Like the homebrew computer clubs that led to the founding of Apple, communities tend to pop up around popular hardware projects, and since it’s hardware, they tend to be in-person meetups–the kind where show and tell is the most fun part. But since the late 1990s, as hardware has gotten cheaper and more integrated, hardware hacking largely fell off.
“Wouldn’t it be cool if the motivation to make your prom dress or your tuxedo shine is part of what helps you become literate in any programming language?” says Becky Stern, director of wearable technology at Adafruit Industries. She and her colleagues at Adafruit believe that donning your computing project as a garment is an even better way to get people interested in how computers work, because you’re literally wearing your project on your sleeve (and chances are, it’s probably full of flashing LEDs). It’s a more personal, more attention-worthy spin on the homebrew boxes of Wozniak vintage.
With wearable projects, Stern says, we can now feel, wear, and touch programming in ways we couldn’t before. “Part of our mission is to get young people and beginners to develop this technological skill set,” she says. “Instead of getting into electronics through plugging wires in, people can get interested from a textile point of view,” she says, opening up the hobby to “a broad range of people who wouldn’t even discover electronics otherwise.”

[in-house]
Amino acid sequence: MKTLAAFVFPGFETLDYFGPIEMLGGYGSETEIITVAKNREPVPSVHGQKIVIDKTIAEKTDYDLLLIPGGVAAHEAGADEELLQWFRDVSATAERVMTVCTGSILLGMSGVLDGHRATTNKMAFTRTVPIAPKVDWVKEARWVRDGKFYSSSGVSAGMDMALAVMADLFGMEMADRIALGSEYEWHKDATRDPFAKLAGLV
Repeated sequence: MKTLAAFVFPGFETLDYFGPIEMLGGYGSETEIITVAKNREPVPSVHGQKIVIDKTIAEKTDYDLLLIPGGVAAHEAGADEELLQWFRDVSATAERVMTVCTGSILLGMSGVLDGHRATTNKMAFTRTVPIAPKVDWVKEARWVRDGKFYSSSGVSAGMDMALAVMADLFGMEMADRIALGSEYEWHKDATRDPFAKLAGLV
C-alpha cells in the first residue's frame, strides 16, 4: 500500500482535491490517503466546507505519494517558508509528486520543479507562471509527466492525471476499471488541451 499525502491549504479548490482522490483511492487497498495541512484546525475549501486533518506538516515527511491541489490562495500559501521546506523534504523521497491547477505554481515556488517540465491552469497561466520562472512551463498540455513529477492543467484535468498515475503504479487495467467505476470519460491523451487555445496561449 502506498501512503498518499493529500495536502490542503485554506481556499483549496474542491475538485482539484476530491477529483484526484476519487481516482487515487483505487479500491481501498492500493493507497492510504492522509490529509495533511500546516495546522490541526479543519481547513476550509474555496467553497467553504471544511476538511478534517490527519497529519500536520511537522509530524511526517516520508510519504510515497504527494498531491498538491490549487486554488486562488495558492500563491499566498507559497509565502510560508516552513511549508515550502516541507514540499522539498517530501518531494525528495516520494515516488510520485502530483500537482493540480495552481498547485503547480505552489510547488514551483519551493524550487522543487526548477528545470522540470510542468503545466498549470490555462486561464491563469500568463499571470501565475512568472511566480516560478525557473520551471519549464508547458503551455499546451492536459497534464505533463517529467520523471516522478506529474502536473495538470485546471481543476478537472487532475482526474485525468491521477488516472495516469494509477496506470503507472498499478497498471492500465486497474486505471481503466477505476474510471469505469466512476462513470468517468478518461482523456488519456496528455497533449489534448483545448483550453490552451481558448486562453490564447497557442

That’s why FastCo.Labs is kicking off this series of wearable computing stories, and why we’re hacking on the FLORA in-house to teach ourselves this new paradigm. The Nike FuelBand may be the first thing that comes to mind when people talk wearable computing, but the most impressive technical gear you can wear is the kind you custom-designed and built for yourself.
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Stop breadboarding and soldering – start making immediately! Adafruit’s Circuit Playground is jam-packed with LEDs, sensors, buttons, alligator clip pads and more. Build projects with Circuit Playground in a few minutes with the drag-and-drop MakeCode programming site, learn computer science using the CS Discoveries class on code.org, jump into CircuitPython to learn Python and hardware together, TinyGO, or even use the Arduino IDE. Circuit Playground Express is the newest and best Circuit Playground board, with support for CircuitPython, MakeCode, and Arduino. It has a powerful processor, 10 NeoPixels, mini speaker, InfraRed receive and transmit, two buttons, a switch, 14 alligator clip pads, and lots of sensors: capacitive touch, IR proximity, temperature, light, motion and sound. A whole wide world of electronics and coding is waiting for you, and it fits in the palm of your hand.
Have an amazing project to share? The Electronics Show and Tell is every Wednesday at 7pm ET! To join, head over to YouTube and check out the show’s live chat – we’ll post the link there.